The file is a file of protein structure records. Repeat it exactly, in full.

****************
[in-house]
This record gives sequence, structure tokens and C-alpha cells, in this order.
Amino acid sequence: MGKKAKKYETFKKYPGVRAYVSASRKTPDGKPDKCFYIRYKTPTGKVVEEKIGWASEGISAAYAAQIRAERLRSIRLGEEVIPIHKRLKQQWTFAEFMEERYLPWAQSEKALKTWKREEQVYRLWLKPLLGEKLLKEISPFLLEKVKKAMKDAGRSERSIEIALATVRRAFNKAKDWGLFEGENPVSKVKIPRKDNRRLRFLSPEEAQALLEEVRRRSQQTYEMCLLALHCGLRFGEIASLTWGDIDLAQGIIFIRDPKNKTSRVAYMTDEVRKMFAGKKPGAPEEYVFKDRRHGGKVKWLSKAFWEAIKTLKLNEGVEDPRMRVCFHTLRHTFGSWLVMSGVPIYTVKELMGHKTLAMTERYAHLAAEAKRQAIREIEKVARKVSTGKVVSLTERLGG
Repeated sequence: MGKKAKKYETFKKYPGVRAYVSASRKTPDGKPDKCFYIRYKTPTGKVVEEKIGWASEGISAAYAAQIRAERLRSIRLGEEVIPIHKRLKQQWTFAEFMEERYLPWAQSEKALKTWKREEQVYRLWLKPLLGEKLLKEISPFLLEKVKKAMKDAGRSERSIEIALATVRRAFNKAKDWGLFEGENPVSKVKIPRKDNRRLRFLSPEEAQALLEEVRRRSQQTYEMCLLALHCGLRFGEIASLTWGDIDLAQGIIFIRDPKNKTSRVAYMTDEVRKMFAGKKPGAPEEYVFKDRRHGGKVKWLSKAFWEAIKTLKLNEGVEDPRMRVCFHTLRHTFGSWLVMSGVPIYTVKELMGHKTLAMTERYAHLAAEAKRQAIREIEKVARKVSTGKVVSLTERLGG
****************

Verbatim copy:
[in-house]
This record gives sequence, structure tokens and C-alpha cells, in this order.
Amino acid sequence: MGKKAKKYETFKKYPGVRAYVSASRKTPDGKPDKCFYIRYKTPTGKVVEEKIGWASEGISAAYAAQIRAERLRSIRLGEEVIPIHKRLKQQWTFAEFMEERYLPWAQSEKALKTWKREEQVYRLWLKPLLGEKLLKEISPFLLEKVKKAMKDAGRSERSIEIALATVRRAFNKAKDWGLFEGENPVSKVKIPRKDNRRLRFLSPEEAQALLEEVRRRSQQTYEMCLLALHCGLRFGEIASLTWGDIDLAQGIIFIRDPKNKTSRVAYMTDEVRKMFAGKKPGAPEEYVFKDRRHGGKVKWLSKAFWEAIKTLKLNEGVEDPRMRVCFHTLRHTFGSWLVMSGVPIYTVKELMGHKTLAMTERYAHLAAEAKRQAIREIEKVARKVSTGKVVSLTERLGG
Repeated sequence: MGKKAKKYETFKKYPGVRAYVSASRKTPDGKPDKCFYIRYKTPTGKVVEEKIGWASEGISAAYAAQIRAERLRSIRLGEEVIPIHKRLKQQWTFAEFMEERYLPWAQSEKALKTWKREEQVYRLWLKPLLGEKLLKEISPFLLEKVKKAMKDAGRSERSIEIALATVRRAFNKAKDWGLFEGENPVSKVKIPRKDNRRLRFLSPEEAQALLEEVRRRSQQTYEMCLLALHCGLRFGEIASLTWGDIDLAQGIIFIRDPKNKTSRVAYMTDEVRKMFAGKKPGAPEEYVFKDRRHGGKVKWLSKAFWEAIKTLKLNEGVEDPRMRVCFHTLRHTFGSWLVMSGVPIYTVKELMGHKTLAMTERYAHLAAEAKRQAIREIEKVARKVSTGKVVSLTERLGG